Information about the main building comes from http://www.fortwortharchitecture.com/north/eldermiddle.htm:North Side Junior High School opened in 1927, just to the north of the North Fort Worth High School (1918), and across the street from the Circle Park Elementary School (1908; demolished). It was designed by Fort Worth Architect Wiley G. Clarkson and it was constructed by Butcher and Sweeney. The building is three stories with polychrome brown brick. The main facade is symmetrical and features a central and projecting entrance element. The elements of the entrance reflect a Tudor styling that is carried throughout the front facade of the building. Unfortunately, the windows have been partially infilled, typical of many of the FWISD historic school buildings. In 1935, the school was renamed for John Peyton Elder, who was a superintendent of Swift & Co. Elder also served on the Board of Education and the Fort Worth City Council.
J.P. Elder Middle School has two brick buildings: the Annex and the Main building. Both buildings are three stories high. Built in 1918, the Annex is in the National Register of Historic Places and was saved from demolition in the mid-1900s. It was originally a high school but was taken over by J.P. Elder Middle School in 1955.
The following was written by the family of John Peyton Elder and is reprinted in its entirety.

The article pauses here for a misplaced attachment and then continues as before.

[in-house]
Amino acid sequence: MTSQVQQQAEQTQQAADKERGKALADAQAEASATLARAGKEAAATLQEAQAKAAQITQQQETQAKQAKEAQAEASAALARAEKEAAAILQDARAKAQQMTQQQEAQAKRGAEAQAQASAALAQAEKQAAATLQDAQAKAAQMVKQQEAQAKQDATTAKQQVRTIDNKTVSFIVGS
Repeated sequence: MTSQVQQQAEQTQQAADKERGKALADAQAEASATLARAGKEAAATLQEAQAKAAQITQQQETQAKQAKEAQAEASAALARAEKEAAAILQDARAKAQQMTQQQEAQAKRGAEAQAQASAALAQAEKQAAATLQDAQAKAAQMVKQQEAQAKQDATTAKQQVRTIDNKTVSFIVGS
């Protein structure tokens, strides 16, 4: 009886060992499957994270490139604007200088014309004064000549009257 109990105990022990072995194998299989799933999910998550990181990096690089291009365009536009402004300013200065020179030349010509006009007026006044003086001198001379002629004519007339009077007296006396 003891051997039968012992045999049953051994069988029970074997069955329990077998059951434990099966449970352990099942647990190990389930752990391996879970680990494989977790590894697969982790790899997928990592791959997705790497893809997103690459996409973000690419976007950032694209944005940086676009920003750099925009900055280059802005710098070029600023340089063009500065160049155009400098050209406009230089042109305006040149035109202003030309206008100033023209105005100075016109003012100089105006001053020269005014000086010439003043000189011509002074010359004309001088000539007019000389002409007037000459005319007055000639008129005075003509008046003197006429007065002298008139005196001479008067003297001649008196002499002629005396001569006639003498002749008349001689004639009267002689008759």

"John Peyton Elder was born in Fairfield, Missouri, on August 18, 1872. He was the son of Dr. and Mrs. James A. Elder. His early years were spent on a farm in Missouri while attending the country school there. His first job was with a man's clothing store while he studied bookkeeping. In 1904, he joined the Pacific Coast Borax Company and traveled extensively driving the Twenty-Mule Team as an advertising stunt. Many years later, there was a popular television series entitled, "The Twenty Mule Team Borax," which featured the adventures of the mule team as it traveled the country. As Mr. Elder traveled the country, he made a stop over in Avery, Texas, and rented a room at the Roberts Hotel. At the hotel, he met Nannie Lou Roberts, who was to later become his wife. In 1906, he married Nannie Lou and moved to Fort Worth the following year. In September of 1907, Mr. Elder began working for Swift and Company, a major meat packing plant on the North Side of the city. He was a dedicated employee and rose quickly with the packing plant. In 1915, Mr. Elder became Superintendent of Swift and Company. While serving as Superintendent of the Fort Worth plant, Mr. Elder also served the community as a civic leader. He served on the Board of Education for the Fort Worth Public Schools for 10 years from 1920 - 1930. During that time, he served as Vice President of the Board. In 1935, Mr. Elder was honored to have the North Side Junior High School named for him. The board president at the time said, "We value highly the association with you and the resultant friendship. Every member of the Board of Education considers that in honoring you by giving your name to the North Side Junior High School, he is in turn honoring the school system, in view of the many years of unselfish service you have rendered." Mr. Elder also served his community on the City Council of Fort Worth and as County Land Agent. He was a Mason and a Shriner as well. Mr. Elder was well liked and well respected by all who knew him. He was kind hearted and thrived on helping others. Many residents of Fort Worth held deep gratitude toward him for their employment at the large and thriving meat packing plant that was a major part of the city at that time. He was a man of great patience, one who always had time to talk to those who sought his advice or help. Mr. Elder retired from Swift & Co. in 1937, after 30 years of service. In Mr. Elder's leisure time he enjoyed fishing and golfing. The family enjoyed vacationing in Eureka Springs, Arkansas, one of his favorite places to relax. During a trip to Eureka Springs, Mr. Elder suffered a fall which resulted in pneumonia. He passed from this life on August 13, 1940, at the age of 67."